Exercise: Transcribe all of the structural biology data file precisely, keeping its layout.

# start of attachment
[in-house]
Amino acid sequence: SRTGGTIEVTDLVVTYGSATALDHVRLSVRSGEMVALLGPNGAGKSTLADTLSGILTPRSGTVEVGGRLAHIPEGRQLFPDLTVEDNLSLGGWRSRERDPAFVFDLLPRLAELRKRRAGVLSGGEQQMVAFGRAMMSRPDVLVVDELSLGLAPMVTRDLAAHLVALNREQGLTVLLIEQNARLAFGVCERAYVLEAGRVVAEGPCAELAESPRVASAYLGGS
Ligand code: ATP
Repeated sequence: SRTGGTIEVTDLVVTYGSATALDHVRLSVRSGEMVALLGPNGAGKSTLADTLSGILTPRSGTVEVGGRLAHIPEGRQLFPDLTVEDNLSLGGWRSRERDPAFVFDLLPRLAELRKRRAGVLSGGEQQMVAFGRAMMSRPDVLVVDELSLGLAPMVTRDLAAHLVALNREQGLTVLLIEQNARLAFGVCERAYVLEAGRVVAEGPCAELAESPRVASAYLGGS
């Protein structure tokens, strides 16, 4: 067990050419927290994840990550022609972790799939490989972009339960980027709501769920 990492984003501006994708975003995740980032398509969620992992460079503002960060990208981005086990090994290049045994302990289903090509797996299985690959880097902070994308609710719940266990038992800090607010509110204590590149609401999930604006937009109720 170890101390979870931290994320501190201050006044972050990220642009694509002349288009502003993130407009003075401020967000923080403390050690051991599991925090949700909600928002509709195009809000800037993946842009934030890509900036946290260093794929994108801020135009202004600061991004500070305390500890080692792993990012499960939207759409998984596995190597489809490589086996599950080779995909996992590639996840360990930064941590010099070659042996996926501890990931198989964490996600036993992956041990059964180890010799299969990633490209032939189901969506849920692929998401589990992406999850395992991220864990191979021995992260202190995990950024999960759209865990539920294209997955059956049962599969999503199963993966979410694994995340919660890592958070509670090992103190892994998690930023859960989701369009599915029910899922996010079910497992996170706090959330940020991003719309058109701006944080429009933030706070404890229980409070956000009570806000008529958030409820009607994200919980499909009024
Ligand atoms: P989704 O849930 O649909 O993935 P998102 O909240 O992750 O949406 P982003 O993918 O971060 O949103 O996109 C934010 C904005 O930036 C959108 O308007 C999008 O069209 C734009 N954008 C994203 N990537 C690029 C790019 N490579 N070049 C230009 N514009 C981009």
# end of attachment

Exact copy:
[in-house]
Amino acid sequence: SRTGGTIEVTDLVVTYGSATALDHVRLSVRSGEMVALLGPNGAGKSTLADTLSGILTPRSGTVEVGGRLAHIPEGRQLFPDLTVEDNLSLGGWRSRERDPAFVFDLLPRLAELRKRRAGVLSGGEQQMVAFGRAMMSRPDVLVVDELSLGLAPMVTRDLAAHLVALNREQGLTVLLIEQNARLAFGVCERAYVLEAGRVVAEGPCAELAESPRVASAYLGGS
Ligand code: ATP
Repeated sequence: SRTGGTIEVTDLVVTYGSATALDHVRLSVRSGEMVALLGPNGAGKSTLADTLSGILTPRSGTVEVGGRLAHIPEGRQLFPDLTVEDNLSLGGWRSRERDPAFVFDLLPRLAELRKRRAGVLSGGEQQMVAFGRAMMSRPDVLVVDELSLGLAPMVTRDLAAHLVALNREQGLTVLLIEQNARLAFGVCERAYVLEAGRVVAEGPCAELAESPRVASAYLGGS
């Protein structure tokens, strides 16, 4: 067990050419927290994840990550022609972790799939490989972009339960980027709501769920 990492984003501006994708975003995740980032398509969620992992460079503002960060990208981005086990090994290049045994302990289903090509797996299985690959880097902070994308609710719940266990038992800090607010509110204590590149609401999930604006937009109720 170890101390979870931290994320501190201050006044972050990220642009694509002349288009502003993130407009003075401020967000923080403390050690051991599991925090949700909600928002509709195009809000800037993946842009934030890509900036946290260093794929994108801020135009202004600061991004500070305390500890080692792993990012499960939207759409998984596995190597489809490589086996599950080779995909996992590639996840360990930064941590010099070659042996996926501890990931198989964490996600036993992956041990059964180890010799299969990633490209032939189901969506849920692929998401589990992406999850395992991220864990191979021995992260202190995990950024999960759209865990539920294209997955059956049962599969999503199963993966979410694994995340919660890592958070509670090992103190892994998690930023859960989701369009599915029910899922996010079910497992996170706090959330940020991003719309058109701006944080429009933030706070404890229980409070956000009570806000008529958030409820009607994200919980499909009024
Ligand atoms: P989704 O849930 O649909 O993935 P998102 O909240 O992750 O949406 P982003 O993918 O971060 O949103 O996109 C934010 C904005 O930036 C959108 O308007 C999008 O069209 C734009 N954008 C994203 N990537 C690029 C790019 N490579 N070049 C230009 N514009 C981009």